Tuesday, January 15, 2013

Middle Names

The other morning I work to find a message from my cousin on my facebook page. Cousin Lisa asked me, " ...what is the purpose of a middle name? Did people always have them (i know some people don't)? However, in your genealogy research, have you noticed if most people way back when had them?"

It is a good question. And truthfully, I don't know much about the tradition of giving a middle name. I told Lisa that I think it was often done to distinguish father and son. In my family tree I have a John who's son was John Melvin who's son was John Thomas. Kind of like how they put numbers after names; I also have a cousin John the VII - the number distinguishes him from his dad the VI and his grandpa the V. But if you think back there are many people who had middle names, or a second name, like, hmm: Johann Sebastian Bach. And then in some Latin cultures people have a string of names, usually honoring parents and grandparents - - Maria Conchita Juanita Rosana Perez Rodriquez... It's a great question! 

What is all this middle name stuff about?

Naming traditions vary from culture to culture. My focus here will be on the use of middle names in the United States.

In an online article by genealogist Rhoda McClure entitled "A Look at Middle Names" in which McClure states that it was the Germans immigrants who brought the tradition of middle naming to the United states in the the 17th century. Germans gave their children two names at baptism; a spiritual name and a secular name. The spiritual name was typically a favorite saint's name and the secular name which was the middle name would typically be the name the child would be called or the "call name" that they would be known by and would be used legally. McClure goes onto state that it would not be until the 1840s that this really became a popular practice in the United States. By World War i it was assumed that everyone in the United States had a middle name.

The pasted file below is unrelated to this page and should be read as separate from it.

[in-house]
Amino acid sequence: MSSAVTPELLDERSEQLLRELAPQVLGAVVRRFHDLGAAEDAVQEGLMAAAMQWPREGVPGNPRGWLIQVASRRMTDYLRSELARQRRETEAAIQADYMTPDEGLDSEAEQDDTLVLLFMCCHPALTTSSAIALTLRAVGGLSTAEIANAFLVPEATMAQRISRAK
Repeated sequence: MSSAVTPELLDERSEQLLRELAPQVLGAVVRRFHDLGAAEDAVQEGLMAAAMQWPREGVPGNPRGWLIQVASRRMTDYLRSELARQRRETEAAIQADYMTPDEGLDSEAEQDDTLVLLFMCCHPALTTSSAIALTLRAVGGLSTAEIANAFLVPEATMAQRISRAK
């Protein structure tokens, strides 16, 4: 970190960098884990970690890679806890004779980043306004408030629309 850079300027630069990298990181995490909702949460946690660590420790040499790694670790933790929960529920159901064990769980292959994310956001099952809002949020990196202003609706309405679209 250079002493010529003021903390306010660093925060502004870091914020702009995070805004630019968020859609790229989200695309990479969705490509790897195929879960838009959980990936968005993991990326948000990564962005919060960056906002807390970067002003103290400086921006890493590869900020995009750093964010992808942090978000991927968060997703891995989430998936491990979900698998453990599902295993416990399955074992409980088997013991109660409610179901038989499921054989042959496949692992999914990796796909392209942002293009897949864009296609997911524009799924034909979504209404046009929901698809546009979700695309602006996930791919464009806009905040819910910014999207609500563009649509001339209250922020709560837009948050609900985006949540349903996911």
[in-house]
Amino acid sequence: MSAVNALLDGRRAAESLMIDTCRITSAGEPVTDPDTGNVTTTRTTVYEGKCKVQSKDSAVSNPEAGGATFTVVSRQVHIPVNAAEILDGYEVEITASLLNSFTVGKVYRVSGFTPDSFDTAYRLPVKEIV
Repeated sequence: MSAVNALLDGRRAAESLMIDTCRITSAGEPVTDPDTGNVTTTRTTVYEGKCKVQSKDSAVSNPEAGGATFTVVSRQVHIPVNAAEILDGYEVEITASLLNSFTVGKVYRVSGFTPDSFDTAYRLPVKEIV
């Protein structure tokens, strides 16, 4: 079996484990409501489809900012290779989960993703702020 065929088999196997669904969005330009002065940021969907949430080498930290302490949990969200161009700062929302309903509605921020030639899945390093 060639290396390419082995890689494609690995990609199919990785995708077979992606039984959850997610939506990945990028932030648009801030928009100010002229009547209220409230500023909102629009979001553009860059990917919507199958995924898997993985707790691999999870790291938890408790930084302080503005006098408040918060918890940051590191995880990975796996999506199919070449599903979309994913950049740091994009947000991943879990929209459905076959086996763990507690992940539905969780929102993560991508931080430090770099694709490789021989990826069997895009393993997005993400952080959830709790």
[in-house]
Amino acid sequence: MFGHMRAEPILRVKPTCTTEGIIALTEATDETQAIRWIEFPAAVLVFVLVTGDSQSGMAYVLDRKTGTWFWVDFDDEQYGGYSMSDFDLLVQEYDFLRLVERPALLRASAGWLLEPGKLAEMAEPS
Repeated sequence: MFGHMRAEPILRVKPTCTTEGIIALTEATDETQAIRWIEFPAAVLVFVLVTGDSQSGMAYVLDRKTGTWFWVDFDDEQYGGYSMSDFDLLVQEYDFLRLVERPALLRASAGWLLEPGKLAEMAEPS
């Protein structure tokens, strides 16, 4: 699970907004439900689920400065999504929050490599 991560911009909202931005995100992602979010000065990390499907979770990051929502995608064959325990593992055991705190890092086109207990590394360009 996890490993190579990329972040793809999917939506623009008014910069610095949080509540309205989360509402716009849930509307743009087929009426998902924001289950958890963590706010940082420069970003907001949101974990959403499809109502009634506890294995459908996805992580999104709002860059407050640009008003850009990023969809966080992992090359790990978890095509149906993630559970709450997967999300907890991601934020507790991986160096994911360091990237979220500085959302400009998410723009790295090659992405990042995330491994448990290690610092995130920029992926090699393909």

Personally I think that when naming a child it is about honoring some family member while still creating a unique identity. The use of a middle name makes that easier. My middle name for example is the same as my mother's and was the name my maternal grandmother went by; Lynne. But my first name is unlike anyone else among my immediate or extended family. 

And as I told my Cousin Lisa, having a middle name also helps a kid to know she is in trouble, APRIL LYNNE!

1 comment:

  1. I was going to say - it's my German ancestors who have two names going back the farthest, though as you pointed out, their spiritual name came first, whereas today most people's "spiritual" name (many Catholics still choose a favorite saint's name) comes second. Very interesting!